Solomon’s request for an “understanding mind” strikes a deep, harmonious chord with God, and God grants Solomon’s request, along with a bigger bank account than the entire Saudi royal family and more fame than all of the One Direction guys plus Justin Bieber put together. If you don’t know what One Direction or a Bieber is, then blessed are you. I bet you didn’t expect a beatitude tonight. But God does bless Solomon! God blesses Solomon so much! God blesses Solomon so much that Solomon makes a bunch of alliances with the historic enemies of God’s people, and Solomon develops a harem of hundreds of women, and Solomon conscripts thousands of peasant Israelites to build the temple to the Lord, because God blesses Solomon to be a blessing—and a slavemaster. Yes! God. Bless. Solomon. I even bet he made a patriotic song out of it.

            In case you haven’t been able to cut through my sarcasm, let me make this plain. I don’t really like King Solomon. I don’t really like his daddy, either. Honestly, I have a hard time reading a lot of the historical books of the Hebrew Bible. I might enjoy watching House of Cards on Netflix, but I don’t enjoy reading the same plot lines in the scriptures that leads us to salvation and liberation and redemption. Blame it on the highfalutin seminary education I’m getting in Hyde Park, but I can’t read the story of God’s gift of wisdom to King Solomon without my hermeneutic of suspicion leaking out my ears. Of course King Solomon starts out on the right foot! I mean, besides killing a bunch of political enemies, but Solomon is all right to start with. But so was King Saul before God replaced him with David. And so was King David before he had that fling with Bathsheba, Solomon’s mom. I can’t help but recall the prophecy of Samuel, through whom God said,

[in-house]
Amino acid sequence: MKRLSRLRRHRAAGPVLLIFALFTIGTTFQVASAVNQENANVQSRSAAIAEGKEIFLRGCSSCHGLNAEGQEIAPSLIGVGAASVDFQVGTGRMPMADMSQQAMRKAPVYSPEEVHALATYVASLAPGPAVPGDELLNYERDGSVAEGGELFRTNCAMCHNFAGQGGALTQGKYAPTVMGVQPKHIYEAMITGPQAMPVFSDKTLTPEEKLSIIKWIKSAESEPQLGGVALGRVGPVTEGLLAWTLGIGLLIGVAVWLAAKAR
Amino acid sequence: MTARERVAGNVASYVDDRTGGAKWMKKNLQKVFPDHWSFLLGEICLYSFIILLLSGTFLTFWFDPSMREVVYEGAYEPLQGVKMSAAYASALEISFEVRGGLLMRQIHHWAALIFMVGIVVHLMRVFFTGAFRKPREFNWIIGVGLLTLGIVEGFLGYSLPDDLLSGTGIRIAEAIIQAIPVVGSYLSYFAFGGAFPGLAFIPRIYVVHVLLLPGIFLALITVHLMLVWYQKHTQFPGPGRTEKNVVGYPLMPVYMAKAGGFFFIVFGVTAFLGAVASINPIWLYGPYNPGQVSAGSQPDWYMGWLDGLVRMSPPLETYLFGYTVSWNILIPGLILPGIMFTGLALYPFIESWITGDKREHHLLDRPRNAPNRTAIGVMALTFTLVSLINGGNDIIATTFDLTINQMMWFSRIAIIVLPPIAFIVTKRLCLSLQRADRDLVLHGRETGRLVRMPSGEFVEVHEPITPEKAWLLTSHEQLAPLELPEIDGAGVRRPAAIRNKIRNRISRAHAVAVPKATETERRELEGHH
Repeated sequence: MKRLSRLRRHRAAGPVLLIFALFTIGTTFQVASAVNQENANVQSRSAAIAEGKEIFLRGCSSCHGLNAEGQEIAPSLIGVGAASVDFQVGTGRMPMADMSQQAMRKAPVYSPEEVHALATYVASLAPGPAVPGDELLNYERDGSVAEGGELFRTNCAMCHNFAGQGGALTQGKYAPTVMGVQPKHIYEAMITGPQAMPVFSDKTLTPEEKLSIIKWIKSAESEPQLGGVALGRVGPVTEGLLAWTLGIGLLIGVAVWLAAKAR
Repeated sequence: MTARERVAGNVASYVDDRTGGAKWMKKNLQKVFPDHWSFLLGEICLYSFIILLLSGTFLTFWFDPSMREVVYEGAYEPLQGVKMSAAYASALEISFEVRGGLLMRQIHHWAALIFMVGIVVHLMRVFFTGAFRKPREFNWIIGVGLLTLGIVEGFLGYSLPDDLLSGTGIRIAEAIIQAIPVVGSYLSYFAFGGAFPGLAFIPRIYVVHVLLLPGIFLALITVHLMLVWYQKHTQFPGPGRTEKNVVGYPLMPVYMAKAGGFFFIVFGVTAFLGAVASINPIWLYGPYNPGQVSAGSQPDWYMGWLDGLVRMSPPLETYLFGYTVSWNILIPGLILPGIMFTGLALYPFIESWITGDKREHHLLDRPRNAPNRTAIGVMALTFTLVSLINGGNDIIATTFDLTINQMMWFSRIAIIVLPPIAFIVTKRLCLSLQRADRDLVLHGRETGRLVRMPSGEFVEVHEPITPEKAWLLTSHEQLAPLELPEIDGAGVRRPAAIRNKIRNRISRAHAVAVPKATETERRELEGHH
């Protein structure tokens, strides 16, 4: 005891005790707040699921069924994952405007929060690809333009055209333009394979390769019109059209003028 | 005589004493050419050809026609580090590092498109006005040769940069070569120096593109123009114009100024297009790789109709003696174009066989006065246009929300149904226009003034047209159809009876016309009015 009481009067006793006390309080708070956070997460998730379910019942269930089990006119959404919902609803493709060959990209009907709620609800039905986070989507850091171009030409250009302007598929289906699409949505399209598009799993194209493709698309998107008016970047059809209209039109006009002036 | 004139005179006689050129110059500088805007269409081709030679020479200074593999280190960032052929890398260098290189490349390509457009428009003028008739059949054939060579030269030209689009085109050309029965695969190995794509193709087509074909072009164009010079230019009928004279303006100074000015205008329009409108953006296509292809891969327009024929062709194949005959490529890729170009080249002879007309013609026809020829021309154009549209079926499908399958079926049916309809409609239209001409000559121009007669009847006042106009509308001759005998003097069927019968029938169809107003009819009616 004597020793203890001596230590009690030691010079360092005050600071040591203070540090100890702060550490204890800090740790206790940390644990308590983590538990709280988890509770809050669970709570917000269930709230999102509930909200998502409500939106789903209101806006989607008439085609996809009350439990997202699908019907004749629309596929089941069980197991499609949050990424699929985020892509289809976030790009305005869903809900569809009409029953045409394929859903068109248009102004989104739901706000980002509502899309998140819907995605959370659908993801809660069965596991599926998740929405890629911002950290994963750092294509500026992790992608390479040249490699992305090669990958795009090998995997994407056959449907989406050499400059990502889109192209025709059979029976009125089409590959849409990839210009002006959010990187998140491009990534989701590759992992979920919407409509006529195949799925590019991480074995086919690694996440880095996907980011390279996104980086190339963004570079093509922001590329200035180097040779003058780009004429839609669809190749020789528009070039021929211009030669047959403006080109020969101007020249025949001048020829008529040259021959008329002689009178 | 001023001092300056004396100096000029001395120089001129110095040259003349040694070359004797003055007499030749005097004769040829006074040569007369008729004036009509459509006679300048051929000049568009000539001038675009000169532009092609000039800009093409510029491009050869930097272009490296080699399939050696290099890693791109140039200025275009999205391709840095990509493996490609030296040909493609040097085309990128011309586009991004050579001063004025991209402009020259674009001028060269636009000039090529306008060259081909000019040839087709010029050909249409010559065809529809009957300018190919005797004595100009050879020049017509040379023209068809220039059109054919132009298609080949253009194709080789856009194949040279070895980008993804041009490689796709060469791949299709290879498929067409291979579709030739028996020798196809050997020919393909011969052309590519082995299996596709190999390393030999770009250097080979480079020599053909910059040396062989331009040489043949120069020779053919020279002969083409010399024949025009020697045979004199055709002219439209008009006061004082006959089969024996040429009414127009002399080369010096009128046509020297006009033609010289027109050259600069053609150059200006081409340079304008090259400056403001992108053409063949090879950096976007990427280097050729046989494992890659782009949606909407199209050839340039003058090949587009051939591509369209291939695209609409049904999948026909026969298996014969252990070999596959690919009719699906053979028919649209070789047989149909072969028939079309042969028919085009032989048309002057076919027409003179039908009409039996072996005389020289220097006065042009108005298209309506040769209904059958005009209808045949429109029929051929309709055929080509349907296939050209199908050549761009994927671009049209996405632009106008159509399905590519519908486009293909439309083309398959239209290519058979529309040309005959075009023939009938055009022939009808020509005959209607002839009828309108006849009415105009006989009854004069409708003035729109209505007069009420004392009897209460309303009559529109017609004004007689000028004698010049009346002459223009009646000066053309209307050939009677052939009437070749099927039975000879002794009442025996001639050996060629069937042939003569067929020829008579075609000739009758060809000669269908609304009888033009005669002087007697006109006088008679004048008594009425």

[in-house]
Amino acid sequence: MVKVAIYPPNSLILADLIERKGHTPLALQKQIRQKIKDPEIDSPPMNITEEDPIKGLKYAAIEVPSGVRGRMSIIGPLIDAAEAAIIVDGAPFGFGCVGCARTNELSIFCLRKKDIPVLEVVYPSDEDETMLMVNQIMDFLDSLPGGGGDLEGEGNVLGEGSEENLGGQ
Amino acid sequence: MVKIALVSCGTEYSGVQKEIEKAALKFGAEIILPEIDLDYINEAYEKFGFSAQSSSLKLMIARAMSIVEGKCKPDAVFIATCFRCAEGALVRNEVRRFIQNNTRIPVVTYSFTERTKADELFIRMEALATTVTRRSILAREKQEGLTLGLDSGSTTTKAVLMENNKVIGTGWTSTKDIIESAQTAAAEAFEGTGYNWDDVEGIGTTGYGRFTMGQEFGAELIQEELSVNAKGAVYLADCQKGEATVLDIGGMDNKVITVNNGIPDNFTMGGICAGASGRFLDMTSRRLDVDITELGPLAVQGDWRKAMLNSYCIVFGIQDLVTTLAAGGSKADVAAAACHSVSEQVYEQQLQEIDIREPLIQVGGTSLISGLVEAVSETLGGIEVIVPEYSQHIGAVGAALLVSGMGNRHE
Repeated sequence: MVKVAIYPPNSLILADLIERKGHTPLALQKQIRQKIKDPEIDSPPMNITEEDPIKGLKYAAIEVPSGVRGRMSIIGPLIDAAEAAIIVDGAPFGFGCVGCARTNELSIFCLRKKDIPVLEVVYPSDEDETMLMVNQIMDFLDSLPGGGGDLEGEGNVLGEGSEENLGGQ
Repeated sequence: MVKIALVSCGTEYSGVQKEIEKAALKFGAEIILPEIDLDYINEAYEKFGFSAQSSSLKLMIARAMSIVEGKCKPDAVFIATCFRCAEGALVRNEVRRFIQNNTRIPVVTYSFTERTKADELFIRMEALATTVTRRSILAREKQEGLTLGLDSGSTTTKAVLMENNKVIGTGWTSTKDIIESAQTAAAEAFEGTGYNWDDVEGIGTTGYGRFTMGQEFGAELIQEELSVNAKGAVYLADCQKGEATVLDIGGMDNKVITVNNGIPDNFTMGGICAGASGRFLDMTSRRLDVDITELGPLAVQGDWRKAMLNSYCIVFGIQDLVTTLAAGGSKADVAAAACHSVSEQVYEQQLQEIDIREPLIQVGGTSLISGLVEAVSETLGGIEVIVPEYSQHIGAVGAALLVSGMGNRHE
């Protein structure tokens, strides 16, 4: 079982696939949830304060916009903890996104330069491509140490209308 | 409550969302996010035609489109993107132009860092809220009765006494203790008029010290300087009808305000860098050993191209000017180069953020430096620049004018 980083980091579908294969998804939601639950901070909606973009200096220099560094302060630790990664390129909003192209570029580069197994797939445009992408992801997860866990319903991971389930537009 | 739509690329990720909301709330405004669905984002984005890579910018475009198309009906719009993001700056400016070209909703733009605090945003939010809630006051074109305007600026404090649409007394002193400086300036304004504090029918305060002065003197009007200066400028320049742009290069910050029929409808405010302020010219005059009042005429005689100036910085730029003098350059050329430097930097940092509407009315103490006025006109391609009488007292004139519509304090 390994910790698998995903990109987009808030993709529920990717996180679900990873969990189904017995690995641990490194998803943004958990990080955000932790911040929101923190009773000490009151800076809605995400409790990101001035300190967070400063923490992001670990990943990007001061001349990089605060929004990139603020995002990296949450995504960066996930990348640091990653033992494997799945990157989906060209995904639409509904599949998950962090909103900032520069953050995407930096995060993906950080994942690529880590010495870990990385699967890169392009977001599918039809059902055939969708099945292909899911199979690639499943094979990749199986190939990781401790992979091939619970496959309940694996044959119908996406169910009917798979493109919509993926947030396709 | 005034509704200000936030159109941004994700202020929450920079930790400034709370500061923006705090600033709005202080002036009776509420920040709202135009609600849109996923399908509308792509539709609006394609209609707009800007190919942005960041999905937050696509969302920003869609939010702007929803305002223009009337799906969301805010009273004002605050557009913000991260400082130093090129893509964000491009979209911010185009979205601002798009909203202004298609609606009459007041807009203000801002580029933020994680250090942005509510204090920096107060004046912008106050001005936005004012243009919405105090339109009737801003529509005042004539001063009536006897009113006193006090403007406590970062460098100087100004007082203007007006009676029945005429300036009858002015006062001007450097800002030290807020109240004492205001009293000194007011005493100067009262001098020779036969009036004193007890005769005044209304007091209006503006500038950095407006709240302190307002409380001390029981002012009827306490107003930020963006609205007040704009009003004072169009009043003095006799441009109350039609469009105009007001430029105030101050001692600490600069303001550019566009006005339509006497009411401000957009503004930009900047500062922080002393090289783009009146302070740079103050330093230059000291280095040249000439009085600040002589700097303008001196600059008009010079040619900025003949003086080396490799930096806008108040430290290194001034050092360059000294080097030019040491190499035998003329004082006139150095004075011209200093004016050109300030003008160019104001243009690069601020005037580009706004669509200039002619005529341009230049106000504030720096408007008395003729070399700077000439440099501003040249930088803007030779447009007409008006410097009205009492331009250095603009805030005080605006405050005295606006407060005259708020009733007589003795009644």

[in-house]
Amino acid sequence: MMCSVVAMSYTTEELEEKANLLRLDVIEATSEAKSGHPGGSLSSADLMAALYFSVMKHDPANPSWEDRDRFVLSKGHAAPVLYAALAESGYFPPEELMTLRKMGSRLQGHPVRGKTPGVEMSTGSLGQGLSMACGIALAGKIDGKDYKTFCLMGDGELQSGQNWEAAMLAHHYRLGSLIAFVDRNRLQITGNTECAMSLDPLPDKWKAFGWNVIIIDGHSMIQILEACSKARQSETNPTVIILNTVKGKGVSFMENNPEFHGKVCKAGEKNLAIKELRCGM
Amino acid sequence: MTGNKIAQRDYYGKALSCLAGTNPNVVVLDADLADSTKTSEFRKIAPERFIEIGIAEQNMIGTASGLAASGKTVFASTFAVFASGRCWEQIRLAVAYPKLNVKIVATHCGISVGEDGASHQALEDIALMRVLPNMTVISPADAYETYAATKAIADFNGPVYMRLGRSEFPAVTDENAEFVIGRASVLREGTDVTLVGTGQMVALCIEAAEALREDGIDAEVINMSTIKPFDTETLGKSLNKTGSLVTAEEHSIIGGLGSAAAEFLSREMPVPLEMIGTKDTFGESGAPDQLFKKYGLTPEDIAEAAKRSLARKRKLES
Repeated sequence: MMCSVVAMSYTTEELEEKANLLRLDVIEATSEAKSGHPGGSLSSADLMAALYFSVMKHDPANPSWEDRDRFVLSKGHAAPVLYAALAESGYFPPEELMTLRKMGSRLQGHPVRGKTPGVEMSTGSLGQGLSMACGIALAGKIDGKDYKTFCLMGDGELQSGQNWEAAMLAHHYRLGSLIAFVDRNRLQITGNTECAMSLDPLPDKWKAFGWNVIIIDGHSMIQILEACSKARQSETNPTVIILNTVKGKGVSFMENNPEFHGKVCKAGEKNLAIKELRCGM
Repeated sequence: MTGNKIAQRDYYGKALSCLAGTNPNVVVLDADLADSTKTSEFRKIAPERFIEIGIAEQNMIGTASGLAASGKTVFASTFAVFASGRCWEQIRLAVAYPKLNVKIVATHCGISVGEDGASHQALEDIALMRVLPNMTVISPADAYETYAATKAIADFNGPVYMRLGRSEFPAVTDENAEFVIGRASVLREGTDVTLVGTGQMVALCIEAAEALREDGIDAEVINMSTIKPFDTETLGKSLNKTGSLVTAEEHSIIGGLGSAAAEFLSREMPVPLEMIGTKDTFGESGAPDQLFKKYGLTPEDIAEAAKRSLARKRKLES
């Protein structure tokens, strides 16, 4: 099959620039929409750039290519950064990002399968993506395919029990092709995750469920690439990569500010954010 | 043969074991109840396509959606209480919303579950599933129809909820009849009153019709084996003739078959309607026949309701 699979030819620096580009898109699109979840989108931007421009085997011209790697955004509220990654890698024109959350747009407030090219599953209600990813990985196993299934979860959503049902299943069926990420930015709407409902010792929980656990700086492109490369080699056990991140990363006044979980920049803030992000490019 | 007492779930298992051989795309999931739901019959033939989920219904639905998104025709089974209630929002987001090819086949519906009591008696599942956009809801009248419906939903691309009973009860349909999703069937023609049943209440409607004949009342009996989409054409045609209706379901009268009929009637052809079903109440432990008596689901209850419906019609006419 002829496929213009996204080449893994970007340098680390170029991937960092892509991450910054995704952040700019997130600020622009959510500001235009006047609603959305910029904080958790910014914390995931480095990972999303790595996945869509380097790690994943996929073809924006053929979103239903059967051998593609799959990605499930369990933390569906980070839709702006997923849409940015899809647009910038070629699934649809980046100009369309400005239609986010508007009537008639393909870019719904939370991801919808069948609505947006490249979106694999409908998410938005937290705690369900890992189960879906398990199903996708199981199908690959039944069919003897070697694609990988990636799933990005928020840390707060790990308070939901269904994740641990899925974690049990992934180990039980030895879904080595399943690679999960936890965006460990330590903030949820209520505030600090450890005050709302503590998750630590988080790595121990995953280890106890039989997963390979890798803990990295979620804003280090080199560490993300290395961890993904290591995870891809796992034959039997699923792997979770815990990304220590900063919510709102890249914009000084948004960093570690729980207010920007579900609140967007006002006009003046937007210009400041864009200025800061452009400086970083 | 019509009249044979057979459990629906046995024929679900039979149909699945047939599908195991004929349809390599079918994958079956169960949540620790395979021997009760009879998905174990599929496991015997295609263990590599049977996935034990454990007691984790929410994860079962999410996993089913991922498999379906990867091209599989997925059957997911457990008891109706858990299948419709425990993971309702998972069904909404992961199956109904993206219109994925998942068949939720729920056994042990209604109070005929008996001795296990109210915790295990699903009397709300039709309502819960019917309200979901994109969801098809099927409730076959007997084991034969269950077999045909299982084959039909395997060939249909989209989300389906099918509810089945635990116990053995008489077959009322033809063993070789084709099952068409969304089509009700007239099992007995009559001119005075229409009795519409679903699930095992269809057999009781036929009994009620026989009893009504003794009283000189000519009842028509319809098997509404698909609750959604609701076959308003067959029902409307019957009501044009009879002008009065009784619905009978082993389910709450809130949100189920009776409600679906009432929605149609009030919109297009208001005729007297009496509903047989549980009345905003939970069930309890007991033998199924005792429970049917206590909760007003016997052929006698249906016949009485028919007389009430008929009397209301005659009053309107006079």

“These will be the ways of the king who will reign over you: he will take your sons and appoint them to his chariots and to be his horsemen, and to run before his chariots; and he will appoint for himself commanders of thousands and commanders of fifties, and some to plow his ground and to reap his harvest, and to make his implements of war and the equipment of his chariots. He will take your daughters to be perfumers and cooks and bakers. He will take the best of your fields and vineyards and olive orchards and give them to his courtiers. He will take one-tenth of your grain and of your vineyards and give it to his officers and his courtiers. He will take your male and female slaves, and the best of your cattle and donkeys, and put them to his work. He will take one-tenth of your flocks, and you shall be his slaves. And in that day you will cry out because of your king, whom you have chosen for yourselves; but the Lord will not answer you in that day.”

Who doesn’t want to be King Solomon?

            I grew up with the saying, “Power corrupts, and absolute power corrupts absolutely.” Even well-meaning people have a really hard time resisting the corruption that often accompanies power. I am a student of major revolutions in world history, and I can get pretty disheartened when I survey them. The American Revolution cast off the bondage of the British crown, but Americans kept African-descended people in bondage for another century after that, and then established Jim Crow and systematic mass incarceration came after that. The French Revolution brought down the Bastille, but after a decade or two of beheading each other, Napoleon warped the revolutionary spirit to conquer most of Europe. The Russian Revolution promised the dictatorship of the proletariat, but instead got secret police, gulags, and Ukrainian famine.  It’s enough to make an idealistic revolutionary leave the Occupy camp, put on a tie, and sit in a cubicle. At least there’s a better shot at good health insurance. Eventually.